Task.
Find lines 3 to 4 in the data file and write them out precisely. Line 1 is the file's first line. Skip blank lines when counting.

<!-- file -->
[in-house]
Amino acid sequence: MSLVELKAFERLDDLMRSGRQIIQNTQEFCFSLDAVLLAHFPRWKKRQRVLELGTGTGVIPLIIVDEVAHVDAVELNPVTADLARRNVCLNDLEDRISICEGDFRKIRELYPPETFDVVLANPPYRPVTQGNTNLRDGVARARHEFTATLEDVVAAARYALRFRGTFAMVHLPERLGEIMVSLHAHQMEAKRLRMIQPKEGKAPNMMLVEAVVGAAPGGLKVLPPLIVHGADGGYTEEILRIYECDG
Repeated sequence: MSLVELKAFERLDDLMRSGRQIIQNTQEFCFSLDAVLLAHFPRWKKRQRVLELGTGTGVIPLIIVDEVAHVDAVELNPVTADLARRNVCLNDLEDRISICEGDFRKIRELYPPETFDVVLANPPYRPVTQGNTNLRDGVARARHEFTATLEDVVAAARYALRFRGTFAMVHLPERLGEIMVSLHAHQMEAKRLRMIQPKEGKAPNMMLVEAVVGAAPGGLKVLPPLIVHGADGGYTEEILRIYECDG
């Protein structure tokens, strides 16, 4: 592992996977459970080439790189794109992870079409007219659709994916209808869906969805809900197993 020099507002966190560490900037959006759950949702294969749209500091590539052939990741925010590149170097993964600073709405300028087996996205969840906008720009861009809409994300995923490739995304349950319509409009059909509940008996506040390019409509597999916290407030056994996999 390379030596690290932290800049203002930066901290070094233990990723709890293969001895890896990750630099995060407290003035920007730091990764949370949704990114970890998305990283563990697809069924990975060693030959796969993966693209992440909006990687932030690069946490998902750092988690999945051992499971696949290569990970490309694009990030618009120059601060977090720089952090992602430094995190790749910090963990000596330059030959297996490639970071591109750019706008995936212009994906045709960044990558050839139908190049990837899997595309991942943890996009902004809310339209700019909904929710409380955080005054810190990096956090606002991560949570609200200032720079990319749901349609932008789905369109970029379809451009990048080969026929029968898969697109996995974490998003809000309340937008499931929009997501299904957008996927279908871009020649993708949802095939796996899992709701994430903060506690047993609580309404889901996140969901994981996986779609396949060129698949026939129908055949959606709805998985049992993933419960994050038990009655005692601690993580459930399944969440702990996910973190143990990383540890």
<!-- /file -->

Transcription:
Repeated sequence: MSLVELKAFERLDDLMRSGRQIIQNTQEFCFSLDAVLLAHFPRWKKRQRVLELGTGTGVIPLIIVDEVAHVDAVELNPVTADLARRNVCLNDLEDRISICEGDFRKIRELYPPETFDVVLANPPYRPVTQGNTNLRDGVARARHEFTATLEDVVAAARYALRFRGTFAMVHLPERLGEIMVSLHAHQMEAKRLRMIQPKEGKAPNMMLVEAVVGAAPGGLKVLPPLIVHGADGGYTEEILRIYECDG
């Protein structure tokens, strides 16, 4: 592992996977459970080439790189794109992870079409007219659709994916209808869906969805809900197993 020099507002966190560490900037959006759950949702294969749209500091590539052939990741925010590149170097993964600073709405300028087996996205969840906008720009861009809409994300995923490739995304349950319509409009059909509940008996506040390019409509597999916290407030056994996999 390379030596690290932290800049203002930066901290070094233990990723709890293969001895890896990750630099995060407290003035920007730091990764949370949704990114970890998305990283563990697809069924990975060693030959796969993966693209992440909006990687932030690069946490998902750092988690999945051992499971696949290569990970490309694009990030618009120059601060977090720089952090992602430094995190790749910090963990000596330059030959297996490639970071591109750019706008995936212009994906045709960044990558050839139908190049990837899997595309991942943890996009902004809310339209700019909904929710409380955080005054810190990096956090606002991560949570609200200032720079990319749901349609932008789905369109970029379809451009990048080969026929029968898969697109996995974490998003809000309340937008499931929009997501299904957008996927279908871009020649993708949802095939796996899992709701994430903060506690047993609580309404889901996140969901994981996986779609396949060129698949026939129908055949959606709805998985049992993933419960994050038990009655005692601690993580459930399944969440702990996910973190143990990383540890």